Breakups don’t have to mean the breakdown of your business

Nina L. Kaufman, Esq.

An award-winning small business attorney in New York City, Nina is a sought-after professional speaker and Entrepreneur Magazine online contributor. She is the go-to counsel for knowledge economy and creative companies, delivering legal services and educational resources that save them time, money, and aggravation.

Posted on March 28, 2016 in Business Partners, Disputes

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Enterprising Women ew_home_01Zsa Zsa Gabor once said, “[My ex-husband] taught me housekeeping. When I divorce, I keep the house.” But what if your house isn’t the issue—it’s your company …? Can your spouse keep a piece of it?

It’s an issue that affects many small business owners. U.S. divorce rates hover around 40-50% (American Psychological Association). Re-marriage rates exceed 50% (U.S. Census Department). And re-divorce rates exceed 60-70% ( Add in the slowly growing increase same-sex partner rights—and the possibility of breakup needs to factor into any business owner’s plans to protect her company.

Here are several situations where women business owners can make those “just in case” plans:

Before marriage

Without a pre-nuptial agreement (fondly called “prenups”), what your business earns during your marriage can, in some states, be considered “marital property” that you have to share upon divorce. The situation gets thorny, too, if your spouse works for you. This can create unspoken expectations they’ll get a “piece of the action” if they’ve helped out in the trenches.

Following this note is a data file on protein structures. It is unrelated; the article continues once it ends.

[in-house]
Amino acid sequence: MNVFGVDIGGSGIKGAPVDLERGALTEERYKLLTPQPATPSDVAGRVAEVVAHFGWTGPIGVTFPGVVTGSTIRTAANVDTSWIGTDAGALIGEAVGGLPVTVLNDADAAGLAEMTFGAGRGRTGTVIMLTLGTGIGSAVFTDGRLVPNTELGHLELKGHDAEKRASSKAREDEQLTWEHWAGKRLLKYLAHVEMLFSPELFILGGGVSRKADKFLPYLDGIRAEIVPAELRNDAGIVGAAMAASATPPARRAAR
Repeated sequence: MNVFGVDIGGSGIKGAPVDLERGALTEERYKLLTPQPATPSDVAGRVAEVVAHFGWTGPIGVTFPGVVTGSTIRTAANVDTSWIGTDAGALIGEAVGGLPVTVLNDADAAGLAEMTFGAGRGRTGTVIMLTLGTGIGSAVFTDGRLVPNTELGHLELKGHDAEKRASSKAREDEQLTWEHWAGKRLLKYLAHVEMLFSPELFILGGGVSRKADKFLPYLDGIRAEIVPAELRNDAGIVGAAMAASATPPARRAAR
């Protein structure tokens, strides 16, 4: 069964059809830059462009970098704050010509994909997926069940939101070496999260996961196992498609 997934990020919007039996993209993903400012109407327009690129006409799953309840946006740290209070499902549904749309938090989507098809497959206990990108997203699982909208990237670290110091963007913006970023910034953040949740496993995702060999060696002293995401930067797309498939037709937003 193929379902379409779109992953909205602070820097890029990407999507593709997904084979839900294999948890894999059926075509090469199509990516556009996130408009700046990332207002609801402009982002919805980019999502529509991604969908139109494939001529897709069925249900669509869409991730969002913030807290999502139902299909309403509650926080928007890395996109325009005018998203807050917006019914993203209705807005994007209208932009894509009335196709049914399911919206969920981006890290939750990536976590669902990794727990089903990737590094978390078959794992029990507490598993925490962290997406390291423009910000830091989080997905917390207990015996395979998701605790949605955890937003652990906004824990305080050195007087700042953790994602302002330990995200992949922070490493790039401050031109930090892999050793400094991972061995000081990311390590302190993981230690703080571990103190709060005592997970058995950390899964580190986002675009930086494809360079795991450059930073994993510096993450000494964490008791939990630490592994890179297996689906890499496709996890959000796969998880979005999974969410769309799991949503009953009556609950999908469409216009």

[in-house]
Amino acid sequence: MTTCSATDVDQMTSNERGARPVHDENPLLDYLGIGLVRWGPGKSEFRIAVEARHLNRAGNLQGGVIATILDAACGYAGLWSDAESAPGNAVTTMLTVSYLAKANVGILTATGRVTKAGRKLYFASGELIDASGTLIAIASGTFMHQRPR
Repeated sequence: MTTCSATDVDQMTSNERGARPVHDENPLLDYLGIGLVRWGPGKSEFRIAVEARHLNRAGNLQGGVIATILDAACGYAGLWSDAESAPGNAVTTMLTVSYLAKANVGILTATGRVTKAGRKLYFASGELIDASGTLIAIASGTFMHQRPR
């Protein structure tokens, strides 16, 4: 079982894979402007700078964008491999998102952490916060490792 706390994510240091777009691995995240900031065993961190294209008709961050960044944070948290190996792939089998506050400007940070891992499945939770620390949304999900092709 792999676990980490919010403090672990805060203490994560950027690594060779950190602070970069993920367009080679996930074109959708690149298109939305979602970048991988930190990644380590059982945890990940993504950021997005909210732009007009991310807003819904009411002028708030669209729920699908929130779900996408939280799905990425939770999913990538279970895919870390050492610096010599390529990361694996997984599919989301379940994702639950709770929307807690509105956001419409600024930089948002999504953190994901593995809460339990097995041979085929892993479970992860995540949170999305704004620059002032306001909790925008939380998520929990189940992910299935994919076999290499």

Sherri Donovan, a New York City divorce and family lawyer ( has seen women bring spouses into their business for the wrong reasons. “They are going through a difficult time, and hope this will save their marriage,” she relates. “They think, ‘My spouse will finally understand me.’ Or in the case of uneven earners, ‘Maybe this will inspire him/her to step up to the plate.’  All they are focused on is repairing the marriage. They’re not looking at whether the spouse has a skill set the business needs. They haven’t considered the dynamic of being partners who are equal in the bedroom but unequal in the board room. They also haven’t considered how this harms them in divorce negotiations. They’re making that decision for emotional reasons, not business reasons.”

That’s why prenups are “essential if one partner already has a business prior to marriage,” says divorce mediator Sabra Sasson (  They prevent your company from becoming collateral damage in a bitter divorce … along with the kids and the furniture.

In many cases involving a business, a prenup will cover:

  • The value of the company
  • Who gets any increase in the company’s value
  • Financial support of the non-owner (or a clear statement they can support themselves)
  • Whether this applies to businesses (or subsidiaries) created in the future

After getting married